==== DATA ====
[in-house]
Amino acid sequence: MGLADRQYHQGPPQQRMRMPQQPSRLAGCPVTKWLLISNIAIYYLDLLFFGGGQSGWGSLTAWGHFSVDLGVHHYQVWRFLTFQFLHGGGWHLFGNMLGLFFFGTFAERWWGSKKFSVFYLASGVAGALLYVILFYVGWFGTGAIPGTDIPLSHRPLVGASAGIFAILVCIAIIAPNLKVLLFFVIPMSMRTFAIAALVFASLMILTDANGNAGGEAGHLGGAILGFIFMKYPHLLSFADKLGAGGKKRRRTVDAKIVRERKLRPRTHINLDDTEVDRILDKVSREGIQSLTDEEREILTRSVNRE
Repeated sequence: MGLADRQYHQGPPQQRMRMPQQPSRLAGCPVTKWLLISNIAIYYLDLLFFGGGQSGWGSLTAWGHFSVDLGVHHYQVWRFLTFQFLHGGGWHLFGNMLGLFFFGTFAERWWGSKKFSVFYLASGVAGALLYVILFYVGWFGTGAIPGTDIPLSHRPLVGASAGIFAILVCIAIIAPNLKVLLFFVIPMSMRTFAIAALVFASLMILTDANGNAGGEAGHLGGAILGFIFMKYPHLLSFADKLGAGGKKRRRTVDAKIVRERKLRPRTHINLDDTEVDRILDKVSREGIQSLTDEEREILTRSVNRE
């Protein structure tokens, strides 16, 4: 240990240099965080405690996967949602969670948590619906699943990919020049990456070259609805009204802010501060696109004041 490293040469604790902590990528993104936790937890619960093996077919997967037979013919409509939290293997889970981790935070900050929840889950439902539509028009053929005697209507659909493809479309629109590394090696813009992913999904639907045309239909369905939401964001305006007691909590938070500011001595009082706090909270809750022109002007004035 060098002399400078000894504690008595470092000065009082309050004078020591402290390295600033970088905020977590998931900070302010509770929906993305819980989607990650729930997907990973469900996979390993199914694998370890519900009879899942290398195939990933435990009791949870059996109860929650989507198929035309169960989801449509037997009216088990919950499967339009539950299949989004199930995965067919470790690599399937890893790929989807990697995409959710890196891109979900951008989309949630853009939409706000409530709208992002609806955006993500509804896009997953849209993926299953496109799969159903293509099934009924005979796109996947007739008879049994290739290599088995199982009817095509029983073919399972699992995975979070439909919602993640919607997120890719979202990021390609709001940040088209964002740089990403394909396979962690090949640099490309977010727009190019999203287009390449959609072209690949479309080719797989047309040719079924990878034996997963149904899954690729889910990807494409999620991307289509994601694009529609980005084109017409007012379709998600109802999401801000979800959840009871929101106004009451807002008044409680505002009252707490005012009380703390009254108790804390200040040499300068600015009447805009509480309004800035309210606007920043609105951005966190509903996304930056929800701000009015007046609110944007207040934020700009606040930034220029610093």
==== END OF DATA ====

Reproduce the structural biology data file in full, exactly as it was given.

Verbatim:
[in-house]
Amino acid sequence: MGLADRQYHQGPPQQRMRMPQQPSRLAGCPVTKWLLISNIAIYYLDLLFFGGGQSGWGSLTAWGHFSVDLGVHHYQVWRFLTFQFLHGGGWHLFGNMLGLFFFGTFAERWWGSKKFSVFYLASGVAGALLYVILFYVGWFGTGAIPGTDIPLSHRPLVGASAGIFAILVCIAIIAPNLKVLLFFVIPMSMRTFAIAALVFASLMILTDANGNAGGEAGHLGGAILGFIFMKYPHLLSFADKLGAGGKKRRRTVDAKIVRERKLRPRTHINLDDTEVDRILDKVSREGIQSLTDEEREILTRSVNRE
Repeated sequence: MGLADRQYHQGPPQQRMRMPQQPSRLAGCPVTKWLLISNIAIYYLDLLFFGGGQSGWGSLTAWGHFSVDLGVHHYQVWRFLTFQFLHGGGWHLFGNMLGLFFFGTFAERWWGSKKFSVFYLASGVAGALLYVILFYVGWFGTGAIPGTDIPLSHRPLVGASAGIFAILVCIAIIAPNLKVLLFFVIPMSMRTFAIAALVFASLMILTDANGNAGGEAGHLGGAILGFIFMKYPHLLSFADKLGAGGKKRRRTVDAKIVRERKLRPRTHINLDDTEVDRILDKVSREGIQSLTDEEREILTRSVNRE
């Protein structure tokens, strides 16, 4: 240990240099965080405690996967949602969670948590619906699943990919020049990456070259609805009204802010501060696109004041 490293040469604790902590990528993104936790937890619960093996077919997967037979013919409509939290293997889970981790935070900050929840889950439902539509028009053929005697209507659909493809479309629109590394090696813009992913999904639907045309239909369905939401964001305006007691909590938070500011001595009082706090909270809750022109002007004035 060098002399400078000894504690008595470092000065009082309050004078020591402290390295600033970088905020977590998931900070302010509770929906993305819980989607990650729930997907990973469900996979390993199914694998370890519900009879899942290398195939990933435990009791949870059996109860929650989507198929035309169960989801449509037997009216088990919950499967339009539950299949989004199930995965067919470790690599399937890893790929989807990697995409959710890196891109979900951008989309949630853009939409706000409530709208992002609806955006993500509804896009997953849209993926299953496109799969159903293509099934009924005979796109996947007739008879049994290739290599088995199982009817095509029983073919399972699992995975979070439909919602993640919607997120890719979202990021390609709001940040088209964002740089990403394909396979962690090949640099490309977010727009190019999203287009390449959609072209690949479309080719797989047309040719079924990878034996997963149904899954690729889910990807494409999620991307289509994601694009529609980005084109017409007012379709998600109802999401801000979800959840009871929101106004009451807002008044409680505002009252707490005012009380703390009254108790804390200040040499300068600015009447805009509480309004800035309210606007920043609105951005966190509903996304930056929800701000009015007046609110944007207040934020700009606040930034220029610093």